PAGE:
A cost friendly 10 Meg circuit or even a cable modem may satisfy the needs of a company with a single office that needs to surf the web. It is advisable that high-speed access to The net be available at the central organization office or headquarters, including gigabit Ethernet, Metro Ethernet or some other high-speed dedicated circuits. All offer quick speed but they must also be able to support diverse and multiple connections. This could probably not be accomplished with a cable modem.
Utilizing a cable modem or other less expensive circuit may seem like a good option but can result in unexpected cost. Your low monthly bill may mean that the bandwidth is shared among multiple tenants. While you may subscribe to a cable modem with a 30 Meg connection, you may be unable to reach those speeds during peak hours. Only a certain amount of bandwidth may be available in a community. Many cable companies have limits on the amount they can deliver. That amount of bandwidth must be shared with different buildings and with the tenants housed within. Will you achieve 30-meg speed during the working day? Do you care if you only get 6 when you were set up to expect 30?
You can find a carrier who can provide dedicated and guaranteed bandwidth. If you want your very own bandwidth that is not used by anyone else, you should consider this. The full capacity of your circuit should be attainable during all hours regardless of neighboring buildings, people or offices.
Five Meg, ten Meg, fifty Meg and 100 Meg circuits of guaranteed bandwidth are available with Metro Ethernet. With gigabit Internet providers, you can reach gigabit speeds in your office out to the web.
The providers in this situation deliver high-speed to a particular building in sufficient quantity to split their circuit among various tenants. Of course, they must ensure that they each get the specific amount of their contracted speed.
The truth is that circuits can go down in Hagerstown even though some providers offer superior Internet bandwidth products. How can you decrease the chance of an outage?
Try using redundant circuits.
There are, in essence, two types of redundancy.
The first type exists when the same carrier gives you multiple circuits. When there are problems with a physical line or a port or other failures, it can be helpful to have redundant circuits. Even multiple circuits can fail, such as in the event of a large-scale carrier outage or when there damage to an external line. This offers some protection and assurance but does not eliminate all threats.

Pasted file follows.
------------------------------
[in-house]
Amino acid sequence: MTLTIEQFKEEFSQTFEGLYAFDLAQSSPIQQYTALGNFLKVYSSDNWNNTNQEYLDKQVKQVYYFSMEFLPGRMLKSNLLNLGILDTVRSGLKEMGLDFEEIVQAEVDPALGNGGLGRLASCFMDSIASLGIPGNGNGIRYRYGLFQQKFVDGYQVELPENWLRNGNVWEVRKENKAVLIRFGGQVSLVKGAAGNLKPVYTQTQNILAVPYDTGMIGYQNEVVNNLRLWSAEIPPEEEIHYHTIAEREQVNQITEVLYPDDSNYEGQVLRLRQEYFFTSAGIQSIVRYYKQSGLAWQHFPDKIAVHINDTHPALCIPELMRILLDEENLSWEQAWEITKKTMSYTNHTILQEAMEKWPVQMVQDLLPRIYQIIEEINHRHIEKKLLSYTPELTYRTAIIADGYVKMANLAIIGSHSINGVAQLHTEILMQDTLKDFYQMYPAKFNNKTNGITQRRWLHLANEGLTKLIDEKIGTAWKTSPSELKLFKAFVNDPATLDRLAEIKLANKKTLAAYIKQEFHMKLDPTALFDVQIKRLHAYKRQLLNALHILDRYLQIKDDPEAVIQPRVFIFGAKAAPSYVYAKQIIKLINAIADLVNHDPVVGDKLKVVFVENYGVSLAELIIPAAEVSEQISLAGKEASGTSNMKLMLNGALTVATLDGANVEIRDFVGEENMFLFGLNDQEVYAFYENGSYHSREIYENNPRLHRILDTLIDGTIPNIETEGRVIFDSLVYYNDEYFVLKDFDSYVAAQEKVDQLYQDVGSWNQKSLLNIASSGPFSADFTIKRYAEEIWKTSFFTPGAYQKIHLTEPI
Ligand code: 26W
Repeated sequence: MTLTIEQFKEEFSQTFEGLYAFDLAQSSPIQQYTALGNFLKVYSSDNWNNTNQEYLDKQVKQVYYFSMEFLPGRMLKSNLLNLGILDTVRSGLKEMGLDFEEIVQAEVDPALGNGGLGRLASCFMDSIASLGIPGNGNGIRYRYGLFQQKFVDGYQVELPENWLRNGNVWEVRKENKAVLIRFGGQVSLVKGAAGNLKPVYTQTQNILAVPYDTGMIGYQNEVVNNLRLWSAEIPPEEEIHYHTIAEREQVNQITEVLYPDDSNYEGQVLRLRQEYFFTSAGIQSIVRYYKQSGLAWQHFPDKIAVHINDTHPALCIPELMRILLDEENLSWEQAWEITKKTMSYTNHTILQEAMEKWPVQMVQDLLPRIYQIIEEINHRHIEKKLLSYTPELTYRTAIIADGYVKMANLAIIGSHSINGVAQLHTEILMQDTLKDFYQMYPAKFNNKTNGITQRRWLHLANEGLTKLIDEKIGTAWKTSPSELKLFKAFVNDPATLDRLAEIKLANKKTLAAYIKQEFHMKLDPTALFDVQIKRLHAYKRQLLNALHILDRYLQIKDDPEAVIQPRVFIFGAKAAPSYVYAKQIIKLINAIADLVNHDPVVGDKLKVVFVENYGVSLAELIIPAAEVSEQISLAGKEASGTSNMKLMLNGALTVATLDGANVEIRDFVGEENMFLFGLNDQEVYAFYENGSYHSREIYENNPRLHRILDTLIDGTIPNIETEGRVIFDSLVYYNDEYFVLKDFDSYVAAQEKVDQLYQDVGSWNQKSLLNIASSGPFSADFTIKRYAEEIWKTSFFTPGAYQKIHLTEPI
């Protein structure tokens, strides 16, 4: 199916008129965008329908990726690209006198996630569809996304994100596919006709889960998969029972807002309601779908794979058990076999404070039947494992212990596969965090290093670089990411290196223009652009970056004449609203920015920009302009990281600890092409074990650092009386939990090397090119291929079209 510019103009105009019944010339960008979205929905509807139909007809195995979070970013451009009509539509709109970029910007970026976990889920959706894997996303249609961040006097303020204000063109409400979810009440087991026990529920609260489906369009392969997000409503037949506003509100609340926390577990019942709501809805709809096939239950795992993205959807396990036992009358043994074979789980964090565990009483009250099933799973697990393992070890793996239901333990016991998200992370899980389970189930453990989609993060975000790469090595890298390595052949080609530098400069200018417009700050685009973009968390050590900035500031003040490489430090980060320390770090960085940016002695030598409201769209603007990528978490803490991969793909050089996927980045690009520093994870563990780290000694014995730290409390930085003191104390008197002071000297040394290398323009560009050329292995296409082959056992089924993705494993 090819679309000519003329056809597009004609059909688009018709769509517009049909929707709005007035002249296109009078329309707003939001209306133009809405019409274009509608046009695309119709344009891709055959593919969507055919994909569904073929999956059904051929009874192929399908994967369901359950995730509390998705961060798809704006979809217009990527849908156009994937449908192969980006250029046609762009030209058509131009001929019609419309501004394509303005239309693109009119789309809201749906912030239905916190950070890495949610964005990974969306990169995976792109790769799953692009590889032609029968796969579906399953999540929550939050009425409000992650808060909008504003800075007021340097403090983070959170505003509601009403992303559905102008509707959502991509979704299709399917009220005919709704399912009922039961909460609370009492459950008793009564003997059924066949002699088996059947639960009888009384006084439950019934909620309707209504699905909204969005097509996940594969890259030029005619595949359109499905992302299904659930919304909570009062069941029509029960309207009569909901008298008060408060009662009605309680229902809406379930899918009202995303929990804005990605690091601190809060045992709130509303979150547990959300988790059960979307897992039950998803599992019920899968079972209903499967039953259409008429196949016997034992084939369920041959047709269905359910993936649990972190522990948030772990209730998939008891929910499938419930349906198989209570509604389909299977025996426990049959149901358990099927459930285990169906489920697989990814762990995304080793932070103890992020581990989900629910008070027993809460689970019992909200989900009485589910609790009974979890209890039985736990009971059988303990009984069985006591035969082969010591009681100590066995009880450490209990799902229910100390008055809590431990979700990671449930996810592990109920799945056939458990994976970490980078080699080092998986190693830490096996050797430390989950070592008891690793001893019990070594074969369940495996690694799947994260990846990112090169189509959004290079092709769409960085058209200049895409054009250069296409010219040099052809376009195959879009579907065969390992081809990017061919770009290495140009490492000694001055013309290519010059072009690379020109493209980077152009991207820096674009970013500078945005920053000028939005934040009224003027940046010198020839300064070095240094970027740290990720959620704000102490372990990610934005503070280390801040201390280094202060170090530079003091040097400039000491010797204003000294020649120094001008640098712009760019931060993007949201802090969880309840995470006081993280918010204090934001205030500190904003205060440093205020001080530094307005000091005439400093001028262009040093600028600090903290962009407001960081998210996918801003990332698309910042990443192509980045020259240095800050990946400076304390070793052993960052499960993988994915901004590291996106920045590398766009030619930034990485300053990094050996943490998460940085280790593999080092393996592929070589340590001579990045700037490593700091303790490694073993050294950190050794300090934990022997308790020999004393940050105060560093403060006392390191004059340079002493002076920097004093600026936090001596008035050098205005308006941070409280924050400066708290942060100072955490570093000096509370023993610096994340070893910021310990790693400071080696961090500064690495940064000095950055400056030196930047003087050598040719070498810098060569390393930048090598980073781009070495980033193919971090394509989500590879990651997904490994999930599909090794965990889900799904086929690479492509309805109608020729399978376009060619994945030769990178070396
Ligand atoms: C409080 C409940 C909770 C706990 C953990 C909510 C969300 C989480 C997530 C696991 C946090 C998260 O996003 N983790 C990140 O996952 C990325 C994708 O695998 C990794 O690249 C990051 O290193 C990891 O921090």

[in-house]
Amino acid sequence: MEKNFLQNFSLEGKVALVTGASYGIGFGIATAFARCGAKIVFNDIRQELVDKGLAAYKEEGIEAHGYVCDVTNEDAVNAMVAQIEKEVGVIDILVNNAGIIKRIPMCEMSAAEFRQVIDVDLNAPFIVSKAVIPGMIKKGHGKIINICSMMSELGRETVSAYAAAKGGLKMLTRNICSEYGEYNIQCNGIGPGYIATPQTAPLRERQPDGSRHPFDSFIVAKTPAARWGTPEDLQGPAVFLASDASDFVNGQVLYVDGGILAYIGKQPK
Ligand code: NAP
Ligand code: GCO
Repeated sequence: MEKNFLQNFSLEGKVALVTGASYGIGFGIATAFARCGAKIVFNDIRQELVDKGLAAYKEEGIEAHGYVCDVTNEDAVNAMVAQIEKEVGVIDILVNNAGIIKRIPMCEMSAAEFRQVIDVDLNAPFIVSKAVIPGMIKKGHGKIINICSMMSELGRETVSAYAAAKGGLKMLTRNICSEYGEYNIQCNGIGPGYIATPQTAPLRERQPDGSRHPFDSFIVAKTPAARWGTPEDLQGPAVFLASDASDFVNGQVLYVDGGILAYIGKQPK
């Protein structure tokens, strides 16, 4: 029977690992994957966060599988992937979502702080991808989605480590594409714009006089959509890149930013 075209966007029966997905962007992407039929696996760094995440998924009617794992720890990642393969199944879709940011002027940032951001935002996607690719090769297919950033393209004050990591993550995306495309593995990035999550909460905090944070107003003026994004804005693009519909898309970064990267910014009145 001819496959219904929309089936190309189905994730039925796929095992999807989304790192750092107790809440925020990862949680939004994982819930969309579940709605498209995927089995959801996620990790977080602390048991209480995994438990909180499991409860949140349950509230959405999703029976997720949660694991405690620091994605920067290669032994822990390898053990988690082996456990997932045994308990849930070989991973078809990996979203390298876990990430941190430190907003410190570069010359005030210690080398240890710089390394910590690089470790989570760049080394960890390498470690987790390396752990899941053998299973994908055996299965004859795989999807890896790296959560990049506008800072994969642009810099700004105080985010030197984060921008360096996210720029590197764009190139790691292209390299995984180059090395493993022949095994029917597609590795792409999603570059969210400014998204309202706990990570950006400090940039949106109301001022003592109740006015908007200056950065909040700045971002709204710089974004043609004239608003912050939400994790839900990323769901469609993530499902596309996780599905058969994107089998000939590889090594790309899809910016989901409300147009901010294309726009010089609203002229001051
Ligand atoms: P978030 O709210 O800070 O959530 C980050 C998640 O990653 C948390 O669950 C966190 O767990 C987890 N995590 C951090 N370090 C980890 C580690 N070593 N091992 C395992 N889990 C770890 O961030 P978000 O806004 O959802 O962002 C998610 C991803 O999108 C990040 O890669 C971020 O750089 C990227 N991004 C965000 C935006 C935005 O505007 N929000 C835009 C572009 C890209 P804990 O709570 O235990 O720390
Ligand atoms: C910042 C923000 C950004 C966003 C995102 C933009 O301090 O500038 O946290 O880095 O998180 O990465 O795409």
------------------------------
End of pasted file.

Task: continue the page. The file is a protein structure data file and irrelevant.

In the second type of redundancy, you bring in circuits from two different providers. By using IP address allocations and certain routers, you can bind your connections. By doing this, it appears and behaves as a single circuit. Though they may appear as one, you know that they are each individual circuits and redundant to each other. While circuit redundancy in general is a good idea, diversity redundancy by using different carriers, offers far better protection. In the event that one carrier goes down, the other will still be alive.
When considering redundant circuits and providers, try to be sure that the carriers you look at in Hagerstown have different physical geographic routes or pathways. Doing so will maximize redundancy. Your goal should be to get circuits coming into your building on different sides. You do not want them on the same side. Whether they are attached underground or to a telephone pole, your goal should be to have the circuits in different directions leading to different central sites. What if there is some kind of catastrophic incident such as a fire or accident that impacts circuits within a region? Now, you have redundancy in an alternative physical direction.
It is true that access to The Internet costs you money. However, the cost does not come close to what you will pay if the access that is not reliable. Consider these scenarios:
Is your organization on a cable modem? How many other tenants is your carrier servicing in your building? Are 14 other offices getting circuits? Between 9 and 5, any of those other offices could be downloading huge files, streaming video or taking large volume of phone calls and more. As they use more bandwidth, there is less for available for your needs. What happens to your phone calls? How will the caliber of the call be affected? Maybe calls will randomly drop? Will the calls be choppy?